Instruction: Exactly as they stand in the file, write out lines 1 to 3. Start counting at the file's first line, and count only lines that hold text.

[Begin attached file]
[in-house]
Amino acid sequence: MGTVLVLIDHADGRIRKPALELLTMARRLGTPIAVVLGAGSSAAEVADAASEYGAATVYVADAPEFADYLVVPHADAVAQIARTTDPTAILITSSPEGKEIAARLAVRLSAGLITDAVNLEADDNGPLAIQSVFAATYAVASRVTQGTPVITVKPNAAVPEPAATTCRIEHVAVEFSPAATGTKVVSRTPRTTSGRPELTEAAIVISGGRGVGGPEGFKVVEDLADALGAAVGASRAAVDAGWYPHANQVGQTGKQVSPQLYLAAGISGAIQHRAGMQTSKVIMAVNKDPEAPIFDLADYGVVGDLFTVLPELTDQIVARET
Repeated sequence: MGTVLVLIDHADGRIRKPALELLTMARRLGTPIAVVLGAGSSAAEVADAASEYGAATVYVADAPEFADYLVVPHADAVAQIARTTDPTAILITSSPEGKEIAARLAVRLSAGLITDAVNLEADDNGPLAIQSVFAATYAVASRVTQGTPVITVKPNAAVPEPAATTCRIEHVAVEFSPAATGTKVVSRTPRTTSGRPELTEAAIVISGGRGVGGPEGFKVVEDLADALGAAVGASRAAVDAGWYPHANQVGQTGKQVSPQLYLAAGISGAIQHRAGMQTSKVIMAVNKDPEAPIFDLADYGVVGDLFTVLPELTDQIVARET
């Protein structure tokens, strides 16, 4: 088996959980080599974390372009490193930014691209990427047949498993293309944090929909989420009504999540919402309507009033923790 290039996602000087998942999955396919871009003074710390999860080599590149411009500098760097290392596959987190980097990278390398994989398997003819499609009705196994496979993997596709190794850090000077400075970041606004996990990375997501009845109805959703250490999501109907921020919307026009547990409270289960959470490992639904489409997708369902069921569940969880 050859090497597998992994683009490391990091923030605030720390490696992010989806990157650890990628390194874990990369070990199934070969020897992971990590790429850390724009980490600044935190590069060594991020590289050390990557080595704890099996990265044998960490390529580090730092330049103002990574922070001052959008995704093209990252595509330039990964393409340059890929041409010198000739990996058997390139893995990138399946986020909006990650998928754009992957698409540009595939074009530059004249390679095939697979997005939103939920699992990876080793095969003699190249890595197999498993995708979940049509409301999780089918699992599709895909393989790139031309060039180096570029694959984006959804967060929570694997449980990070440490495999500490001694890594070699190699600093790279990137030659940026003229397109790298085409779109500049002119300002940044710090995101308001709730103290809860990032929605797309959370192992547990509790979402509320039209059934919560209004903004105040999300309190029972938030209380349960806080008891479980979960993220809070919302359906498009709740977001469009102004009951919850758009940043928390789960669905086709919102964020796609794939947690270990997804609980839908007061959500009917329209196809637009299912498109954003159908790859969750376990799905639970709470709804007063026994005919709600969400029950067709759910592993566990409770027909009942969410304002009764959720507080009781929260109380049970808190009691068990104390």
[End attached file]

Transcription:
[in-house]
Amino acid sequence: MGTVLVLIDHADGRIRKPALELLTMARRLGTPIAVVLGAGSSAAEVADAASEYGAATVYVADAPEFADYLVVPHADAVAQIARTTDPTAILITSSPEGKEIAARLAVRLSAGLITDAVNLEADDNGPLAIQSVFAATYAVASRVTQGTPVITVKPNAAVPEPAATTCRIEHVAVEFSPAATGTKVVSRTPRTTSGRPELTEAAIVISGGRGVGGPEGFKVVEDLADALGAAVGASRAAVDAGWYPHANQVGQTGKQVSPQLYLAAGISGAIQHRAGMQTSKVIMAVNKDPEAPIFDLADYGVVGDLFTVLPELTDQIVARET
Repeated sequence: MGTVLVLIDHADGRIRKPALELLTMARRLGTPIAVVLGAGSSAAEVADAASEYGAATVYVADAPEFADYLVVPHADAVAQIARTTDPTAILITSSPEGKEIAARLAVRLSAGLITDAVNLEADDNGPLAIQSVFAATYAVASRVTQGTPVITVKPNAAVPEPAATTCRIEHVAVEFSPAATGTKVVSRTPRTTSGRPELTEAAIVISGGRGVGGPEGFKVVEDLADALGAAVGASRAAVDAGWYPHANQVGQTGKQVSPQLYLAAGISGAIQHRAGMQTSKVIMAVNKDPEAPIFDLADYGVVGDLFTVLPELTDQIVARET